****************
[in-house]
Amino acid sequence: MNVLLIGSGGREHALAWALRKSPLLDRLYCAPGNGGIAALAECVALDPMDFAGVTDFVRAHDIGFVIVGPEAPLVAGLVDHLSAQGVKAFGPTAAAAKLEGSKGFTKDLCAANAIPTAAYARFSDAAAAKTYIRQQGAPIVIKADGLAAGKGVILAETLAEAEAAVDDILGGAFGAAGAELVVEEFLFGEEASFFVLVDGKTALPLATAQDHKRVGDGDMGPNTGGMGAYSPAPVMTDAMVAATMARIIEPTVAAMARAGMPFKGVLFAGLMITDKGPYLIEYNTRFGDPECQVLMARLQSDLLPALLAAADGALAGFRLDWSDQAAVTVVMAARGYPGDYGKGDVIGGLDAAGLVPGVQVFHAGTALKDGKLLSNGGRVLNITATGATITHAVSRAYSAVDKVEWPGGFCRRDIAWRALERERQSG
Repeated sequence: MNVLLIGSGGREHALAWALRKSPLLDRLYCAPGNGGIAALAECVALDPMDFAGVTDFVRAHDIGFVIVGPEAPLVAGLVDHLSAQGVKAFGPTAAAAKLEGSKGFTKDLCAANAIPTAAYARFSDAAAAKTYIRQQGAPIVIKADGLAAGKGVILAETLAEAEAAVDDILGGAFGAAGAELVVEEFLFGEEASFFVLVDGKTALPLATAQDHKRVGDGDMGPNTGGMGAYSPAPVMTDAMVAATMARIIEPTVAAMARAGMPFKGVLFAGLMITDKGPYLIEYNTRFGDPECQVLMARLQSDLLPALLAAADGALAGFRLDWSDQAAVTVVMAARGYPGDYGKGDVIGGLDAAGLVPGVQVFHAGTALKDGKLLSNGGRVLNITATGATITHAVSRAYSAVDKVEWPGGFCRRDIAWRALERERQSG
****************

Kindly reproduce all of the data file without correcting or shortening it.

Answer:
[in-house]
Amino acid sequence: MNVLLIGSGGREHALAWALRKSPLLDRLYCAPGNGGIAALAECVALDPMDFAGVTDFVRAHDIGFVIVGPEAPLVAGLVDHLSAQGVKAFGPTAAAAKLEGSKGFTKDLCAANAIPTAAYARFSDAAAAKTYIRQQGAPIVIKADGLAAGKGVILAETLAEAEAAVDDILGGAFGAAGAELVVEEFLFGEEASFFVLVDGKTALPLATAQDHKRVGDGDMGPNTGGMGAYSPAPVMTDAMVAATMARIIEPTVAAMARAGMPFKGVLFAGLMITDKGPYLIEYNTRFGDPECQVLMARLQSDLLPALLAAADGALAGFRLDWSDQAAVTVVMAARGYPGDYGKGDVIGGLDAAGLVPGVQVFHAGTALKDGKLLSNGGRVLNITATGATITHAVSRAYSAVDKVEWPGGFCRRDIAWRALERERQSG
Repeated sequence: MNVLLIGSGGREHALAWALRKSPLLDRLYCAPGNGGIAALAECVALDPMDFAGVTDFVRAHDIGFVIVGPEAPLVAGLVDHLSAQGVKAFGPTAAAAKLEGSKGFTKDLCAANAIPTAAYARFSDAAAAKTYIRQQGAPIVIKADGLAAGKGVILAETLAEAEAAVDDILGGAFGAAGAELVVEEFLFGEEASFFVLVDGKTALPLATAQDHKRVGDGDMGPNTGGMGAYSPAPVMTDAMVAATMARIIEPTVAAMARAGMPFKGVLFAGLMITDKGPYLIEYNTRFGDPECQVLMARLQSDLLPALLAAADGALAGFRLDWSDQAAVTVVMAARGYPGDYGKGDVIGGLDAAGLVPGVQVFHAGTALKDGKLLSNGGRVLNITATGATITHAVSRAYSAVDKVEWPGGFCRRDIAWRALERERQSG